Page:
Nowadays about 85% of Americans wear seat belts, and manufacturers tout their automotive safety features to prospective customers. If a car accident results in a lawsuit, one of the questions asked of the plaintiff is whether or not he was wearing a seat belt. If not, he may be found to have contributed in some degree to the accident. When liability adjusters make their offers of settlement, they may also reduce the offer if the driver was not wearing a seat belt. There are also ongoing experiments to improve the seat belts we use. Ford is developing a stong, flexible, tightly-woven nylon belt, and Honeywell has moved from polyester to a new material it calls "Securus" that can stretch in a controlled manner during a crash to ease stress on the car's occupants.

Ford is also looking at bringing out inflatable rear belts that can help control head and neck motions, avoiding whiplash. The shoulder belt looks a little thicker than normal belts and contains an airbag that inflates with compressed air during a collision, further expanding the range in which the standard two-inch belt can absorb crash forces. It is a quasi-air bag for rear seat occupants. The lap belt does not inflate but when the signal is given to deploy front airbags, the rear inflatable belts deploy simultaneously.

Another possibility both Volvo and Ford are exploring is a four-point seat belt. The most promising model is a V4 or "belt and suspenders" design that is worn over the shoulders like knapsack straps attached to the backrest rather than the car frame, with a front buckle. With that design, however, there is still a possibility of "submarining" with the pelvis sliding under the lap belt under crash conditions. An alternate version of the four-point seat belt, also incorporated into the seat, is a cross-your-heart system in which shoulder belts criss-cross the chest. Both types of belt keep the torso still and lessen the chance of skull fracture but they may work too well, holding the upper body too rigid. Further investigation into greater flexibility is ongoing. Other systems being explored are three-point, belt-in-seat systems; a five-point system with two shoulder belts and the lap belt connected to a belt running between the legs, promising for reduction of side crash injuries; and even six-point (race car) or seven-point (airline pilots) systems.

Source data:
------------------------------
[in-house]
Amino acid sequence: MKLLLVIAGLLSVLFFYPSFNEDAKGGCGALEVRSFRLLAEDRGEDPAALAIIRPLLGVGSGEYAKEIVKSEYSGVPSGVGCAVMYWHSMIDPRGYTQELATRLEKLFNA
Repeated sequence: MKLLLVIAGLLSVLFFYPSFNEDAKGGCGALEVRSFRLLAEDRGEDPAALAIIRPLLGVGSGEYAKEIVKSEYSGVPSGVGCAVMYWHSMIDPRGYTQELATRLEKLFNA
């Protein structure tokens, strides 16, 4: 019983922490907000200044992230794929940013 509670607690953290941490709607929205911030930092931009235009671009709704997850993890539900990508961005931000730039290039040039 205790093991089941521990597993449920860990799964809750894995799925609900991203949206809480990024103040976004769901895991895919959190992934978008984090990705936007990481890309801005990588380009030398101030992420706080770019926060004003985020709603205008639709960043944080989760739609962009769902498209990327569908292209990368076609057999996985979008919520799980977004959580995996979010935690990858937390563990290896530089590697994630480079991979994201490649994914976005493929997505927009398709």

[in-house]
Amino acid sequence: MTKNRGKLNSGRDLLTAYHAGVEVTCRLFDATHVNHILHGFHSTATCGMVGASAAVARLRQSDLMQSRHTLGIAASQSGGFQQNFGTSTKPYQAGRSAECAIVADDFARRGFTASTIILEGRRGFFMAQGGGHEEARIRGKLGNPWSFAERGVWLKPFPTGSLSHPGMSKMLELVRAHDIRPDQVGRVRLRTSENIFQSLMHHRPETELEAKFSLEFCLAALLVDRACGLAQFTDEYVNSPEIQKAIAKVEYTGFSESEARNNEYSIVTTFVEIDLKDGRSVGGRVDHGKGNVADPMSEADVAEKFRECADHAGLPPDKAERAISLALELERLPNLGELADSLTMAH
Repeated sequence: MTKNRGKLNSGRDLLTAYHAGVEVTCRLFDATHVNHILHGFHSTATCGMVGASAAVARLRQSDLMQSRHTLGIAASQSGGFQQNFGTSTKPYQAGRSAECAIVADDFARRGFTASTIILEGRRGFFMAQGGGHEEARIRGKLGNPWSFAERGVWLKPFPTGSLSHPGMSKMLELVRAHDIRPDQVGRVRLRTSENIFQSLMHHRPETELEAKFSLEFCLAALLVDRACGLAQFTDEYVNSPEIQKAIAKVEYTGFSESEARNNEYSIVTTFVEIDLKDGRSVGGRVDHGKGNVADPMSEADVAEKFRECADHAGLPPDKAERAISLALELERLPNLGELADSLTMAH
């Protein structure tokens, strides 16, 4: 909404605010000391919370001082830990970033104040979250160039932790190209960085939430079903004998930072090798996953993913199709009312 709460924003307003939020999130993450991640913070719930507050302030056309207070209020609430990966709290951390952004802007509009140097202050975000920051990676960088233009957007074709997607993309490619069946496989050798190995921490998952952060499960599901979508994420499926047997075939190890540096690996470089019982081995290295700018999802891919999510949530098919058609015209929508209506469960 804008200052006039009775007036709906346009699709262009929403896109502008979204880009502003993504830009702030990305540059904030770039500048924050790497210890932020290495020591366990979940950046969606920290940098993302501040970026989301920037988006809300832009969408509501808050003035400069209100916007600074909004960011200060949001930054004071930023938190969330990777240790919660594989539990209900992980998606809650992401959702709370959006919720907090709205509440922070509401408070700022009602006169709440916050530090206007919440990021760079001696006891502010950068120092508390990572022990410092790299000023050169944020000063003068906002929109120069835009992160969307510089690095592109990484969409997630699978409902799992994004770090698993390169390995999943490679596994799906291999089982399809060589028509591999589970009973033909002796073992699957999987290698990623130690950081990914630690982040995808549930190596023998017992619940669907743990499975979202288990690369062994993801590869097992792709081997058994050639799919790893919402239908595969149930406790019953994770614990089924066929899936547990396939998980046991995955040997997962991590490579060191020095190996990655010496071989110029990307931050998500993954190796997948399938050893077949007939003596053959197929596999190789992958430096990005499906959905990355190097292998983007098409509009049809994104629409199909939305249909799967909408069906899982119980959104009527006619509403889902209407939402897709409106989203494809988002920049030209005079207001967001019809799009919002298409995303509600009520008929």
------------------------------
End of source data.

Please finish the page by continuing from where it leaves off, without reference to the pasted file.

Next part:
One issue yet to be explored sufficiently is how to protect pets riding in cars, with either an attached leash or safety belt and carrier seat of some sort. Another is how we can utilize electronics better to make "smart" seat belts that react to crash conditions. Whatever direction these explorations take, we know beyond any doubt that seat belts save lives. They double our chance of surviving a crash and vastly improve our chance of walking away without serious injury. Their history to date has been a checkered one balancing responsibilities among manufacturers, drivers, and government officials. The bottom line, however, is that it takes all those players working together to make safety even more important than the latest styling changes.